Italian sculptor Federico Clapis had a unique method for entering the contemporary art world. For years prior to working as a full-time artist, he was a content creator shooting viral videos on YouTube. Then, in 2015, he stepped away from his role as an influencer and began using his channels as a way to communicate his real passion—sculpture. It should also come as no surprise that technology plays a central role in his art.
At first glance, his resin and bronze sculptures have a deceptively classical feel. But when one looks closer, these depictions of maternity give way to much more than what meets the eye. In The Connection, we see the inside of a woman’s womb filled with her growing child; however, this “connection” isn’t quite what one may think. While mother and child are physically connected, we see the fetus immersed in a smartphone, already one step ahead in connecting with the outside world.
Another sculpture depicts a drone taking the place of a stork, ready to drop a baby at its new home. In Addolorato Concezione, which translates to “Painful Conception,” a woman wears a pair of virtual reality glasses while cradling a baby that isn’t actually in her arms. This absence of a child creates a powerful commentary on longing for a family. The injection of virtual reality can be viewed as a metaphor for the lengths people will go to make that dream a reality.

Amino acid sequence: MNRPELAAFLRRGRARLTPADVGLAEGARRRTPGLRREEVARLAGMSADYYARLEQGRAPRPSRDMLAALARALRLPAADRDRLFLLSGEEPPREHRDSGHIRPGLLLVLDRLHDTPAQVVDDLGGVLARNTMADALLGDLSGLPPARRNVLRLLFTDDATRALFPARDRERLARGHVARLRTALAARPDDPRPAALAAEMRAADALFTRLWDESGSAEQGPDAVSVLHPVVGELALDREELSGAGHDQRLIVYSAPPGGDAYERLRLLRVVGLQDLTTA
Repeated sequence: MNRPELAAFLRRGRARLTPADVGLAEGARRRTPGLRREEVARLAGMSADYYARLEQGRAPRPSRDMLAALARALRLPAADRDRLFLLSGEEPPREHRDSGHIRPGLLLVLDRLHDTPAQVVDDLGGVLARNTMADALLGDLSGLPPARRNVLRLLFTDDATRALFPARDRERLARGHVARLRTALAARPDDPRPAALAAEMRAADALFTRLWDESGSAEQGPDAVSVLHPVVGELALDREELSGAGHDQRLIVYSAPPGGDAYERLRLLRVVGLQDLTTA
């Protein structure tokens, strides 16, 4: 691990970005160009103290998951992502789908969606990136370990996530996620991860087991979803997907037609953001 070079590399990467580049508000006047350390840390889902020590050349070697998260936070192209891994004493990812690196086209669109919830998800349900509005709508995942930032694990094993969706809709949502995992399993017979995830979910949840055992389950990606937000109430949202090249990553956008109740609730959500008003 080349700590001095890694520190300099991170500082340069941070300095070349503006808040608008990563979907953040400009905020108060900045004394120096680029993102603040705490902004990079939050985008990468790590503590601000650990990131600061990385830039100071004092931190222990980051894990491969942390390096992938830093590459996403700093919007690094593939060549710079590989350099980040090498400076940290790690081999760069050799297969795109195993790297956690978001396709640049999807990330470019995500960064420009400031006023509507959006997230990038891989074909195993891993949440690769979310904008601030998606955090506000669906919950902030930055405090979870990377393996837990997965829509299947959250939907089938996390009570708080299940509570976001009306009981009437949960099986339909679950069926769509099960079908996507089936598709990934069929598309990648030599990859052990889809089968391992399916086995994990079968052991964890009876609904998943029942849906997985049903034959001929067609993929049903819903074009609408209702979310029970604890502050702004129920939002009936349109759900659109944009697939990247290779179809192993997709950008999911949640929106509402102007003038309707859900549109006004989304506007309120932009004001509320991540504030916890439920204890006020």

Given Clapis’ background in internet culture, it’s only natural that pieces of technology leak into his artwork. For him, tech and social media are such integral parts of his generation that it’s impossible for him to judge it objectively. Instead, it becomes a vehicle for him to explore universal themes of love, loss, and the complexities of human relationships. And, in the end, it’s also a way for Clapis to connect with his followers.
“What I try to do every day is to invite people to comment on my work,” Clapis tells My Modern Met. “Not because I’m trying to emulate my old lifestyle as a YouTuber, but because every artwork can be an instrument for self-analysis. And every comment—consciously or unconsciously—is an act of self-exploration in its romance or suffering.”